Here we are at the All-Star break — and yes the last two Twins games were a poor way to go into a four-day layoff — with the overall picture for the team looking far more optimistic than most would have imagined at the start of the season.
Minnesota is 45-43, trailing Cleveland by just 2.5 games in the AL Central and having positioned itself firmly in the Wild Card mix. The roster is hardly perfect, and there is a looming feeling that the Twins could still slide post-break and wind up more like a 75-win team than an 80-85 win team, but so far you have to consider this year a success coming off of last year’s 59-103 debacle.
The reasons for the improvement have been well-chronicled and often start with an upgraded defense that has gone from being one of the league’s worst to among the league’s best.
An underrated part of the success story, though, is worthy of at least a brief mention. So let’s dabble a bit in the Twins’ very good baserunning this season.
Per this site, as of a few days ago, the Twins ranked third in MLB in “net gain” on the basepaths, a Bill James-derived stat that measures advancement on hits, outs and stolen bases relative to missed opportunities or negative outcomes. Minnesota was plus-50, trailing only the Rangers and Diamondbacks.
— CJ Fogler (@cjzero) July 8, 2017
This type of thing shows up obviously in things like Byron Buxton scoring from first on a single (!), but even subtle base advancements are critical for manufacturing runs and building innings.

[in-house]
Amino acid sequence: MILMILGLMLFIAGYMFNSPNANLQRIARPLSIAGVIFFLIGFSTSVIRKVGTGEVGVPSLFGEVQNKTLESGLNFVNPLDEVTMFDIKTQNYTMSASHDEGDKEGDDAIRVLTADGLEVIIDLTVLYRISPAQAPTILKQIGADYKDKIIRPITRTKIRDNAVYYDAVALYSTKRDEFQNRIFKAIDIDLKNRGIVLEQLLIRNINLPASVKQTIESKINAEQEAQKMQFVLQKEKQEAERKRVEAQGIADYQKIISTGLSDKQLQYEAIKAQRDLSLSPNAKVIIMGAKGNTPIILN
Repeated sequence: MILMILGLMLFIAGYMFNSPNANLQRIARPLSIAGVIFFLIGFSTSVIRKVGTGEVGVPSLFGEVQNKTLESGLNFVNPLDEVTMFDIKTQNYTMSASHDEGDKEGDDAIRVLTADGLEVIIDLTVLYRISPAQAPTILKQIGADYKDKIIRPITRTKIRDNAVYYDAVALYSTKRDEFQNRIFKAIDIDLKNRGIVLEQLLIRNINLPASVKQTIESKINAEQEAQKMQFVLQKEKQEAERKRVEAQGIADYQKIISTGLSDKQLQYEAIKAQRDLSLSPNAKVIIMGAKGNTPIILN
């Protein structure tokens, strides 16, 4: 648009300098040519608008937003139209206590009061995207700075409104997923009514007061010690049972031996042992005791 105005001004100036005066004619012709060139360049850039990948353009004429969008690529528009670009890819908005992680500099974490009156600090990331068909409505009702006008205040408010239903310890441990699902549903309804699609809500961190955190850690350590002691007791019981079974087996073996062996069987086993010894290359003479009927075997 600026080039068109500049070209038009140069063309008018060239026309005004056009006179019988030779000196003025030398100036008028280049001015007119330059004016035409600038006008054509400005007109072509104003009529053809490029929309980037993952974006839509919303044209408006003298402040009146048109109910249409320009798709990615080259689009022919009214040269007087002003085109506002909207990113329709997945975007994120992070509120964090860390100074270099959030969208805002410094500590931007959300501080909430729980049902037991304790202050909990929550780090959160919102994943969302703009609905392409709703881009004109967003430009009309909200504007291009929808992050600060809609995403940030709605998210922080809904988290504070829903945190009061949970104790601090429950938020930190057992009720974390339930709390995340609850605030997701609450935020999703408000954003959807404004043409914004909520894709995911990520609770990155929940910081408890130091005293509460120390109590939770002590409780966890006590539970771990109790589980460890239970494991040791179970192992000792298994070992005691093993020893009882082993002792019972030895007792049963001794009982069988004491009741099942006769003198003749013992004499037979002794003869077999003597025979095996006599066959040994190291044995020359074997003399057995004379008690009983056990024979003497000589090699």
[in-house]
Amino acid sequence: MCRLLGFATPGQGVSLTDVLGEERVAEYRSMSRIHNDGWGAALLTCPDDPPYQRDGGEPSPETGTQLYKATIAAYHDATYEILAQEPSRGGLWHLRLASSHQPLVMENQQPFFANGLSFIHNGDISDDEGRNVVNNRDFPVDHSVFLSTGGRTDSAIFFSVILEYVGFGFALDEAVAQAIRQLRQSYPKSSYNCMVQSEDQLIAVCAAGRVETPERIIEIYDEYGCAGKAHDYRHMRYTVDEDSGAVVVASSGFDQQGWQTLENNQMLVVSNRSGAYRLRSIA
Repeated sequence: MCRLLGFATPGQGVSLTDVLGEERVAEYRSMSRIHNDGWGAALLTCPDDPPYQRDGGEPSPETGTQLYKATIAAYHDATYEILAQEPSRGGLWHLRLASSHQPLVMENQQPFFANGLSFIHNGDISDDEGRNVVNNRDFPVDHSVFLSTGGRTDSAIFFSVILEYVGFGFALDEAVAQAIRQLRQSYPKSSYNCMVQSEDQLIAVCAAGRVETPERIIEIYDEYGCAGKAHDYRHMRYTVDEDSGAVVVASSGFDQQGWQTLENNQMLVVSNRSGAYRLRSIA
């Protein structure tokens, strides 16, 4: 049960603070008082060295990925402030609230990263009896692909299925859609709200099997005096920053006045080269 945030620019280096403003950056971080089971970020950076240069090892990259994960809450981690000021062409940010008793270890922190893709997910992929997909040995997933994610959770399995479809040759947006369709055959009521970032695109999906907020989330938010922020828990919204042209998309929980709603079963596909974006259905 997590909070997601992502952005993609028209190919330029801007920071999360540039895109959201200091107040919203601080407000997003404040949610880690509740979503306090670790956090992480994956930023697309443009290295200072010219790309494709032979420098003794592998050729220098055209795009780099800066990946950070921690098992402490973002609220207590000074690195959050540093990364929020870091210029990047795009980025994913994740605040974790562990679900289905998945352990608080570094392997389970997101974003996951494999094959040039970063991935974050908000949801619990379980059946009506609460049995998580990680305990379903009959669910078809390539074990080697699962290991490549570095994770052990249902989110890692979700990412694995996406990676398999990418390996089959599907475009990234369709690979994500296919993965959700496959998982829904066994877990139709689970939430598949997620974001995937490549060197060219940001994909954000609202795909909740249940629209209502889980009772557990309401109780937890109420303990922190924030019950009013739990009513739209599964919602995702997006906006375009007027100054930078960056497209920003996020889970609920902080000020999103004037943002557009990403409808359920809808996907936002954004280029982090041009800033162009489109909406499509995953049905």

If you prefer a different metric, Baseball Reference offers a stat called “extra bases taken percentage,” which focuses on the times a base runner advances more than one base on a single (or more than two bases on a double). The Twins sit at 45 percent, good for fifth in MLB (again, the Rangers and Diamondbacks are two of the teams ahead of them, so there is certainly some synergy between the two different metrics).
It helps that they don’t have a lot of real plodders in their lineup. Buxton is almost automatic to go first to third on a single, while others like Brian Dozier, Eddie Rosario and Max Kepler are equipped for it as well. Joe Mauer has long been considered a very good baserunner despite having only average speed.
Sticking just with stolen bases, the Twins are tied for ninth in MLB with 52, while they have been successful 78 percent of the time (tied for fifth). So they’re both reasonably aggressive and quite efficient when swiping bases.
It all adds up. It might only be a run here or a run there, but for a team with a minus-60 run differential but a winning record thanks in large part to a 10-5 mark in one-run games, extra bases that mean extra runs are vital.